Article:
For the last 68 days I’ve written a minimum of 1,000 words per day.
The second draft needed to be a major revision, but I wasn’t making much progress in the endlessly-revisable sandbox of Microsoft Word. To free myself of perfectionism, I put pen to paper. I began writing page one and kept going until I completed the last chapter on Sunday.
I still need to type up about a month of journal pages, fill in a few gaps, cut a few things, and reorganize, but the end is in sight.
I’m pleased to report that the second draft is about half done. As a marker of this milestone, I share with you a synopsis (subject to change, as always) of the sort that might appear on the back of a book:
“A man can get fixated on a thing far beyond its value or the bounds of reason,” so begins Kurt’s narrative.
Kurt has a job. No one does any work, only the occasional pretend call to a nonexistent customer and the logging of a fictional sale. But it pays the bills, and he’s lucky to have it. Meanwhile he has discovered a letter trapped in a used paperback. The idea of delivering it to its intended recipient, Danielle, feels to him like a heroic act. But the only link he has to her is the man who denies being named Rudolph, a man known to each of his associates by a different name. The man is a slippery thing to hold, and the tighter Kurt grasps, the more things slip. And when his idle coworkers become manpower in his quest, things become even less sane.
Credit and thanks goes to Ross for helping identify the rough spots in the draft of this.
My process for the first draft, if you remember, was designed to suppress my perfectionist tendencies. But when I finished that draft in November and began the second (without those safeguards) the beast of perfectionism reared its head. I revised and rewrote and revised the first chapter until just short of my own premature death, and it was exhilarating! But the euphoria ended with the second chapter.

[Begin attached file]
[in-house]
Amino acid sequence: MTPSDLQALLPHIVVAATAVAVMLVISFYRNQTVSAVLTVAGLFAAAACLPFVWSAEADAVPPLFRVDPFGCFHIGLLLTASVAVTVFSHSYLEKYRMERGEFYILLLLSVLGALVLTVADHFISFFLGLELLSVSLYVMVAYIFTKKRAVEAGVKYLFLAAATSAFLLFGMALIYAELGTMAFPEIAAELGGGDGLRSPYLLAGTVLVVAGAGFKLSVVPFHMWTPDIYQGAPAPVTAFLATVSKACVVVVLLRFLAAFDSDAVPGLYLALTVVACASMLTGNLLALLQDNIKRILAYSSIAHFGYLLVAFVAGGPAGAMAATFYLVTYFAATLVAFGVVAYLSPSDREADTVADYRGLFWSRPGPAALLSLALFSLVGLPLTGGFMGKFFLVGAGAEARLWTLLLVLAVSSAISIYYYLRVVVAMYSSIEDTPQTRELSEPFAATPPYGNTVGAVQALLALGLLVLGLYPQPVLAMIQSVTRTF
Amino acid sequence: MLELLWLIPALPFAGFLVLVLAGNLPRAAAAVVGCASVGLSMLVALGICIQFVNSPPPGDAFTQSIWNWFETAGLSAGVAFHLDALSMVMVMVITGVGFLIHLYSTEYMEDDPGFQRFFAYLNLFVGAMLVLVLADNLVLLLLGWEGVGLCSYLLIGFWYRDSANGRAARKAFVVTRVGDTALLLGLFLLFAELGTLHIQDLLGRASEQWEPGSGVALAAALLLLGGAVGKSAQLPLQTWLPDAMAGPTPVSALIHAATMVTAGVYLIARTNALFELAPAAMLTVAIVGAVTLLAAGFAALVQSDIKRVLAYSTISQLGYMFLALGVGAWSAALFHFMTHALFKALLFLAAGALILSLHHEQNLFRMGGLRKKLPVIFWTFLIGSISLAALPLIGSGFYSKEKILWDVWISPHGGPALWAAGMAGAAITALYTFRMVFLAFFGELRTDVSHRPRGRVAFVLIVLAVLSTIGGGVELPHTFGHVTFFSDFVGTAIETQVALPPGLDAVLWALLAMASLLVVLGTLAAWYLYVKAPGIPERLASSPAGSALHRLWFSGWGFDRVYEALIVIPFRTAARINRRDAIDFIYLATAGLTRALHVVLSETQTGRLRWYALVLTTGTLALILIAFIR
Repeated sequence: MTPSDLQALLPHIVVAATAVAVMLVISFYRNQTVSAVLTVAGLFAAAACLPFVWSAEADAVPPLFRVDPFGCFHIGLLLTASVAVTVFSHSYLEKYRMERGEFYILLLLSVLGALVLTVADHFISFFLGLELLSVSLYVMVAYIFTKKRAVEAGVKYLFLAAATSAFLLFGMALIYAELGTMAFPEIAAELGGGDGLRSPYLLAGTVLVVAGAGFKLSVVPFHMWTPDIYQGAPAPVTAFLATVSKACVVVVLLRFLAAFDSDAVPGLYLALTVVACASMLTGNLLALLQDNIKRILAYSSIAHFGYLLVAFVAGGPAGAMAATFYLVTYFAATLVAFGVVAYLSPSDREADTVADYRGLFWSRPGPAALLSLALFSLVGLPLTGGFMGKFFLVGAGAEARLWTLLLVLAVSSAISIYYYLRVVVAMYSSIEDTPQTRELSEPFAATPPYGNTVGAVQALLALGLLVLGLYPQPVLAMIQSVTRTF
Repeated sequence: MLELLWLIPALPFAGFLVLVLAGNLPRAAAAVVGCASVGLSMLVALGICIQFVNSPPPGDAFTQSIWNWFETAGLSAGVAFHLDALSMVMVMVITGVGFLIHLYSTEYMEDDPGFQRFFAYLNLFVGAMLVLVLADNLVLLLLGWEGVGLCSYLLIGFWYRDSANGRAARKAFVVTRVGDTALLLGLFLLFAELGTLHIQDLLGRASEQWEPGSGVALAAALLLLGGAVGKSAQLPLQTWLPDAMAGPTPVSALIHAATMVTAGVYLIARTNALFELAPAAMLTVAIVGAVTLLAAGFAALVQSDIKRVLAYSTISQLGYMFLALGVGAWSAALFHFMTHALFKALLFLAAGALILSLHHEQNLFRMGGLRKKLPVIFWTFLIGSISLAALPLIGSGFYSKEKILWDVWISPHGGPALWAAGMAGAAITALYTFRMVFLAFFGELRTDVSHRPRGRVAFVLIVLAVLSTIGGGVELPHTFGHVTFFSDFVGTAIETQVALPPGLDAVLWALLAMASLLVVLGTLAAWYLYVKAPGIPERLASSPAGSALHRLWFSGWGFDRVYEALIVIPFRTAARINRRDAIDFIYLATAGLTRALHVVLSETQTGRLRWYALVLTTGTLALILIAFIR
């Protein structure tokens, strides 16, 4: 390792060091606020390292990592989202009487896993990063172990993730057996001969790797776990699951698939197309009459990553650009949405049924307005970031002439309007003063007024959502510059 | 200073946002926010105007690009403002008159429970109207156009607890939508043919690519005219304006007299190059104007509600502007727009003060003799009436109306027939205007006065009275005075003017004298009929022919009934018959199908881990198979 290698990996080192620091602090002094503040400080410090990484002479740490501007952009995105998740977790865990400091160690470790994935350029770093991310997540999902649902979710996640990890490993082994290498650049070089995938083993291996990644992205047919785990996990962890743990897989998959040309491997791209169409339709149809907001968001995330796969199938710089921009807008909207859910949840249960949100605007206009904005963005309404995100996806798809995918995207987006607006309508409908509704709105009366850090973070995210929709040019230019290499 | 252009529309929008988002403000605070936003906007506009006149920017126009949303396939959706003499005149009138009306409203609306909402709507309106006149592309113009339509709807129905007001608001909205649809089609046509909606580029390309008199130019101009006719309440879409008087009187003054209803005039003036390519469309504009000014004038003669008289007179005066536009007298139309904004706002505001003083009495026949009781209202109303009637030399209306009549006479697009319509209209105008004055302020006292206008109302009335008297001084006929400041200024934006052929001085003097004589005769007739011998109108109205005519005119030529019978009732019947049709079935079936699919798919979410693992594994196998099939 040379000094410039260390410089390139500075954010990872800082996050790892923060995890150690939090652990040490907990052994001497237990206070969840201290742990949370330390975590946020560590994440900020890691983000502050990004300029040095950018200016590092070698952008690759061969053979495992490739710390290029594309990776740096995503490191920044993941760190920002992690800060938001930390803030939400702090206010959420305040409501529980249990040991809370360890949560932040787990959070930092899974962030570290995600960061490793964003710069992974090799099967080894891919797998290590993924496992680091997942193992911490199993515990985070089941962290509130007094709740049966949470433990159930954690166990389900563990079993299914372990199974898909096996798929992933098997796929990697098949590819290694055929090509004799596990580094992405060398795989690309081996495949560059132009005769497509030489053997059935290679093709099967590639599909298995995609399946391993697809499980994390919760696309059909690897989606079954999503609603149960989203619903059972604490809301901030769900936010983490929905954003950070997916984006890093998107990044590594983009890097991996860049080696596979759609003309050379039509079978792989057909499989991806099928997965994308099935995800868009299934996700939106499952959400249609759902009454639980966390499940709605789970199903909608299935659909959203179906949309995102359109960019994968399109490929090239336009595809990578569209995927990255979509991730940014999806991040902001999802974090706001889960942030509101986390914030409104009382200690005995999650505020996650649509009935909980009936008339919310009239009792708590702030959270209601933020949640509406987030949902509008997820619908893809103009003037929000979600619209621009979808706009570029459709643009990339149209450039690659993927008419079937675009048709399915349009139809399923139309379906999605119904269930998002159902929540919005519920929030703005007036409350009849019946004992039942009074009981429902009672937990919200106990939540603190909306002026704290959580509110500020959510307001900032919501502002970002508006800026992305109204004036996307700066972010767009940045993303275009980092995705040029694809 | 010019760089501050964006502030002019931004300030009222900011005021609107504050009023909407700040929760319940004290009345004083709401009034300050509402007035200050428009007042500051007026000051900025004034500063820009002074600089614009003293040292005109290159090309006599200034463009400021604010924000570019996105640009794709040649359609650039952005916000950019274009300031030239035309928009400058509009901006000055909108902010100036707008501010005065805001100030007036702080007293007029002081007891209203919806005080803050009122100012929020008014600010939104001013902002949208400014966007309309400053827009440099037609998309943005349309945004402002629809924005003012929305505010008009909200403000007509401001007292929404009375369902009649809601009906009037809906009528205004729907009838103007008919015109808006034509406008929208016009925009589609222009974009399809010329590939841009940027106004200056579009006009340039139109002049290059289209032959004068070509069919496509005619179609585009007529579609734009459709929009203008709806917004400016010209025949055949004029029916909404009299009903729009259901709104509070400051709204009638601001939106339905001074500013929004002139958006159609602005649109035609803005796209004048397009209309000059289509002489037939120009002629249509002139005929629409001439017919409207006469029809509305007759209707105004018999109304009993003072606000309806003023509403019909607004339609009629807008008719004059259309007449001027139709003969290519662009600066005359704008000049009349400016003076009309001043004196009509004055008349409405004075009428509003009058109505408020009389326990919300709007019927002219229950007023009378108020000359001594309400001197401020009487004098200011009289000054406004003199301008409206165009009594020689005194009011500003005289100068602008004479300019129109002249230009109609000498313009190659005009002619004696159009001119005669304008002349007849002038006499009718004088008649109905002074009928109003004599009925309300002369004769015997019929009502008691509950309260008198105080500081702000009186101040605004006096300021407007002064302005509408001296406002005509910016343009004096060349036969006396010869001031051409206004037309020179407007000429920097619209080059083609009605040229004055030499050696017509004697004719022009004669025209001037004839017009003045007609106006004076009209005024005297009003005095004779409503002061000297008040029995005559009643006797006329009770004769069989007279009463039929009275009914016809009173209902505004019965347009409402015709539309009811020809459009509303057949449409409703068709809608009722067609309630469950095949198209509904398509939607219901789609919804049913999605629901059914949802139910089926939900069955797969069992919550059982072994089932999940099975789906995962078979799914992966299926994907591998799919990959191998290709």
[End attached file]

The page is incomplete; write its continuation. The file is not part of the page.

What did wonders for a week had soon fizzled out, and perfectionism became paralysis. Trapped by a single problematic idea with no clear answer, I did nothing. The holidays came and went. January and February zipped by. A long period of agonizing about my inactivity was followed by an even longer period of not thinking about it at all.
Then in March one morning, without any prelude of intent, I awoke with an idea for the novel and renewed purpose. Since then I’ve worked steadily, mostly firming up the foundational elements of the story, which is why you haven’t noticed much movement on the old thermometer over there. It’s just not the kind of progress the old progress meter is good at measuring (it has its blind spots), but progress has been made. I swear.
That foundational business behind me, along with a certain redesigning of my second draft processes, I’ve begun what will surely be a highly productive cycle. Expect noticeable progress in the coming weeks. The kind the progress bar will show.